Film & TV

‘Across The Tracks’ Is A Gripping Tale Of Colorism And Identity In The 1960s South

The 16-minute short studies the complexities of identity and colorism.

Across the Tracks, a short film by Mike Cooke, tells the story of two young African-American sisters in Georgia during the racially charged 1960s. As fair-skinned sister Ella makes the conscious decision to pass for white when her school system becomes integrated, Across the Tracks begins to examine the complexities and challenges rooted deeply in identity and colorism.

Through the eyes of young Ella, her world shines brighter as a white girl. Access to cleaner bathrooms, being served first, and not having to take the long way home all come with the territory of being white during such a time. But what happens when the strong bonds of sisterhood are severely damaged when Ella’s “white girl” role begins to feel too real? Although the deep, inner thoughts that childhood Ella feels due to her actions are not revealed in the 16-minute short, we are given a glimpse into the adult lives of sisters Ella and Tara and find that decades later, the wounds have never fully healed.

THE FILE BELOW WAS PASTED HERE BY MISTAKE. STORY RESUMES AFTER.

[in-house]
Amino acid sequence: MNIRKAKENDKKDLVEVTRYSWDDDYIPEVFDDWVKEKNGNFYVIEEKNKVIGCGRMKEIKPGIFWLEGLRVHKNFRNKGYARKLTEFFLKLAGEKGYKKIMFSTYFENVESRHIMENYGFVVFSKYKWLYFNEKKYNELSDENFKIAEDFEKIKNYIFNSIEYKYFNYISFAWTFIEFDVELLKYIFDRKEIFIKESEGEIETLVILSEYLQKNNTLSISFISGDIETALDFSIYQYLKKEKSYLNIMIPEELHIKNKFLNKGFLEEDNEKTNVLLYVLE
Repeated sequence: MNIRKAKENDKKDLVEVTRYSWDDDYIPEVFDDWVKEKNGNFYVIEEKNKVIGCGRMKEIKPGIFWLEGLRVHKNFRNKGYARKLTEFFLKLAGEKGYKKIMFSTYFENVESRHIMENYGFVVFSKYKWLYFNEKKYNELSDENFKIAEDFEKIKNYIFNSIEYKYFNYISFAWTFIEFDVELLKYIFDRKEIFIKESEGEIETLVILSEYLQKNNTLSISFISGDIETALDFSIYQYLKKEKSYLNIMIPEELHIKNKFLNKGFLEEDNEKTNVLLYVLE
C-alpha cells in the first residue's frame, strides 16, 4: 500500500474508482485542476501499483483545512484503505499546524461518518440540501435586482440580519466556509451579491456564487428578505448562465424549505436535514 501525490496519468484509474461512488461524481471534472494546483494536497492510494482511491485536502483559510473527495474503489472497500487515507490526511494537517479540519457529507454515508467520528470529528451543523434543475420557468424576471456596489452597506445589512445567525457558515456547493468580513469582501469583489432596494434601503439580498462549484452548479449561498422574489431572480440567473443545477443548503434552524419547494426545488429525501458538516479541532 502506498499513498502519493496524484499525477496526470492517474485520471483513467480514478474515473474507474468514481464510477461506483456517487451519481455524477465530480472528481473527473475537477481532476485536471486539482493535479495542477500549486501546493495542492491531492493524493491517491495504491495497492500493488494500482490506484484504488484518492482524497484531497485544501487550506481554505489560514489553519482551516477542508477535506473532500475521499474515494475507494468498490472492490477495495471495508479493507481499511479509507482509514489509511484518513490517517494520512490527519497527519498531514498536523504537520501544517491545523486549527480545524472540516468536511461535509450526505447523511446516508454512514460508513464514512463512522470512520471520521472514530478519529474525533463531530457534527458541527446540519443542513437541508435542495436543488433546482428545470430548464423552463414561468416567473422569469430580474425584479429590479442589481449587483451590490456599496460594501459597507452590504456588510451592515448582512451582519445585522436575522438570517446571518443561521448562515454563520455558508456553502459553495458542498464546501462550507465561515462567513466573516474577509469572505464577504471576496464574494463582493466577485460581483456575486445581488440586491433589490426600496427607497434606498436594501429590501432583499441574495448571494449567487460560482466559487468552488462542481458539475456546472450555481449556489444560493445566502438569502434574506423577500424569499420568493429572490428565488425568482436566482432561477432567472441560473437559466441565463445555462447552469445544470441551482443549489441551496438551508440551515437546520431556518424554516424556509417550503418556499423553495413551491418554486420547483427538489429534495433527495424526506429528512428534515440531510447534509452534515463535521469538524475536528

Across the Tracks is a profound short, with infinite potential to become a full feature. Identity, particularly as an African-American, can often have blurred lines, as shown with Ella’s character. Who do we identify with, and why? It is a film where the significance is evergreen; a film that not only tackles identity, but also familial ties, the lasting consequences of our actions, and our ultimate growth as human beings as we begin to mend the wounds.

Rent or buy Across the Tracks today:

The film stars Berkeley Clayborne, Brynn Crosby, Carla McCullough, Thursday Farrar, Don Battee, E. Roger Mitchell, and Nicky Buggs.

Ayanna Nicole

Hi! I’m Ayanna, a 26-year-old writer and artist. Although I graduated from The University of North Carolina at Charlotte with two degrees in art and psychology, I’ve had a passion for writing for as long as I can remember. By following my dreams and utilizing my creativity, I designed Jaro Magazine with the ultimate intention of bringing more positive stories in the black community to the forefront, while also highlighting our versatile and vibrant culture through Jaro’s four modes: film, books, art, and music. I’m into spirituality, nature walks, music festivals, poetry, traveling without a destination in mind, painting, and discussing everything out of the ordinary with other curious minds. Also, I'm an INFP!

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